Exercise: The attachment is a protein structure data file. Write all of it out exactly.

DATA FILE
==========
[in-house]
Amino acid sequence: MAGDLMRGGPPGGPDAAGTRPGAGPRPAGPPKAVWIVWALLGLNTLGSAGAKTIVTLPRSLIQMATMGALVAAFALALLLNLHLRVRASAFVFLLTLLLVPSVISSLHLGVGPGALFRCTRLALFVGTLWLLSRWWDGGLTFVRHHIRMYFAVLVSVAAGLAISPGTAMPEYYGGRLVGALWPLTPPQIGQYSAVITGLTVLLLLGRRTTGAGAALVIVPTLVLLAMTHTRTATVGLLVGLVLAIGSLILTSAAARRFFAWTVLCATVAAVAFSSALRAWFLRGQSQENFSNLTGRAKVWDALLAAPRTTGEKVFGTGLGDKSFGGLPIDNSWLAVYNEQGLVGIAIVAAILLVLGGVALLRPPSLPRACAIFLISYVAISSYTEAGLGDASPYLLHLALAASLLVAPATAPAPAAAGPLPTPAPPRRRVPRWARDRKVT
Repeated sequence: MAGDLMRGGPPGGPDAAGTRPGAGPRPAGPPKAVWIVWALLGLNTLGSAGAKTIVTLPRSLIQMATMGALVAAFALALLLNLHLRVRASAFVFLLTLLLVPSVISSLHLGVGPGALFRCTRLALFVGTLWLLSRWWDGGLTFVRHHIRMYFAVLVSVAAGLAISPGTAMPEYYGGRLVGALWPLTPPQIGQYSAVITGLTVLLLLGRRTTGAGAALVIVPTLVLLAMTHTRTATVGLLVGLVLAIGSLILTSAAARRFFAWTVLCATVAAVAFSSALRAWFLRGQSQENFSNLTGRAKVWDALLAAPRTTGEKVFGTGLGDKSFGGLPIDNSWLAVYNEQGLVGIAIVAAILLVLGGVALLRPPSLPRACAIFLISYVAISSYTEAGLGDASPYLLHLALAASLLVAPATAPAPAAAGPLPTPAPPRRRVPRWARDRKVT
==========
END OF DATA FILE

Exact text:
[in-house]
Amino acid sequence: MAGDLMRGGPPGGPDAAGTRPGAGPRPAGPPKAVWIVWALLGLNTLGSAGAKTIVTLPRSLIQMATMGALVAAFALALLLNLHLRVRASAFVFLLTLLLVPSVISSLHLGVGPGALFRCTRLALFVGTLWLLSRWWDGGLTFVRHHIRMYFAVLVSVAAGLAISPGTAMPEYYGGRLVGALWPLTPPQIGQYSAVITGLTVLLLLGRRTTGAGAALVIVPTLVLLAMTHTRTATVGLLVGLVLAIGSLILTSAAARRFFAWTVLCATVAAVAFSSALRAWFLRGQSQENFSNLTGRAKVWDALLAAPRTTGEKVFGTGLGDKSFGGLPIDNSWLAVYNEQGLVGIAIVAAILLVLGGVALLRPPSLPRACAIFLISYVAISSYTEAGLGDASPYLLHLALAASLLVAPATAPAPAAAGPLPTPAPPRRRVPRWARDRKVT
Repeated sequence: MAGDLMRGGPPGGPDAAGTRPGAGPRPAGPPKAVWIVWALLGLNTLGSAGAKTIVTLPRSLIQMATMGALVAAFALALLLNLHLRVRASAFVFLLTLLLVPSVISSLHLGVGPGALFRCTRLALFVGTLWLLSRWWDGGLTFVRHHIRMYFAVLVSVAAGLAISPGTAMPEYYGGRLVGALWPLTPPQIGQYSAVITGLTVLLLLGRRTTGAGAALVIVPTLVLLAMTHTRTATVGLLVGLVLAIGSLILTSAAARRFFAWTVLCATVAAVAFSSALRAWFLRGQSQENFSNLTGRAKVWDALLAAPRTTGEKVFGTGLGDKSFGGLPIDNSWLAVYNEQGLVGIAIVAAILLVLGGVALLRPPSLPRACAIFLISYVAISSYTEAGLGDASPYLLHLALAASLLVAPATAPAPAAAGPLPTPAPPRRRVPRWARDRKVT